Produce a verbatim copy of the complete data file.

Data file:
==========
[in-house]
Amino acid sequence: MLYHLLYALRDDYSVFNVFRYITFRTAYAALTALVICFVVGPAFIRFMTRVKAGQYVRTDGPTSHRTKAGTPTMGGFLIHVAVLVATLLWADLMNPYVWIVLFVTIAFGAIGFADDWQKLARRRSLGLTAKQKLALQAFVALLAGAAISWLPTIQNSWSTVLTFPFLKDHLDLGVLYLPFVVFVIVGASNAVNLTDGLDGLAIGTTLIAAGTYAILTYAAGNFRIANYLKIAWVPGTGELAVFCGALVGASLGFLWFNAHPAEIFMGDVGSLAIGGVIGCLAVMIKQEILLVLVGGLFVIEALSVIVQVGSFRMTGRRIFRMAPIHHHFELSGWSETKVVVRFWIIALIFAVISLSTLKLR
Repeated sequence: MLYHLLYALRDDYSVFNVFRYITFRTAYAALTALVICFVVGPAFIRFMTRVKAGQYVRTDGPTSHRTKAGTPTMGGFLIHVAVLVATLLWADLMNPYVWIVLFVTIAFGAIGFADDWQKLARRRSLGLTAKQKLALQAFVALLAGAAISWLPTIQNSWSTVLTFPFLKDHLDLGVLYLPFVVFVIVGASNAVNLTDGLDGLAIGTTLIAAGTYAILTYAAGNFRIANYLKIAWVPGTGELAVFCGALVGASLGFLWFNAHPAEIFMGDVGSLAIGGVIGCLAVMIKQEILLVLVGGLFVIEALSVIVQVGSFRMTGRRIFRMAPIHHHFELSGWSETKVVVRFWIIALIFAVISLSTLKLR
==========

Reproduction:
[in-house]
Amino acid sequence: MLYHLLYALRDDYSVFNVFRYITFRTAYAALTALVICFVVGPAFIRFMTRVKAGQYVRTDGPTSHRTKAGTPTMGGFLIHVAVLVATLLWADLMNPYVWIVLFVTIAFGAIGFADDWQKLARRRSLGLTAKQKLALQAFVALLAGAAISWLPTIQNSWSTVLTFPFLKDHLDLGVLYLPFVVFVIVGASNAVNLTDGLDGLAIGTTLIAAGTYAILTYAAGNFRIANYLKIAWVPGTGELAVFCGALVGASLGFLWFNAHPAEIFMGDVGSLAIGGVIGCLAVMIKQEILLVLVGGLFVIEALSVIVQVGSFRMTGRRIFRMAPIHHHFELSGWSETKVVVRFWIIALIFAVISLSTLKLR
Repeated sequence: MLYHLLYALRDDYSVFNVFRYITFRTAYAALTALVICFVVGPAFIRFMTRVKAGQYVRTDGPTSHRTKAGTPTMGGFLIHVAVLVATLLWADLMNPYVWIVLFVTIAFGAIGFADDWQKLARRRSLGLTAKQKLALQAFVALLAGAAISWLPTIQNSWSTVLTFPFLKDHLDLGVLYLPFVVFVIVGASNAVNLTDGLDGLAIGTTLIAAGTYAILTYAAGNFRIANYLKIAWVPGTGELAVFCGALVGASLGFLWFNAHPAEIFMGDVGSLAIGGVIGCLAVMIKQEILLVLVGGLFVIEALSVIVQVGSFRMTGRRIFRMAPIHHHFELSGWSETKVVVRFWIIALIFAVISLSTLKLR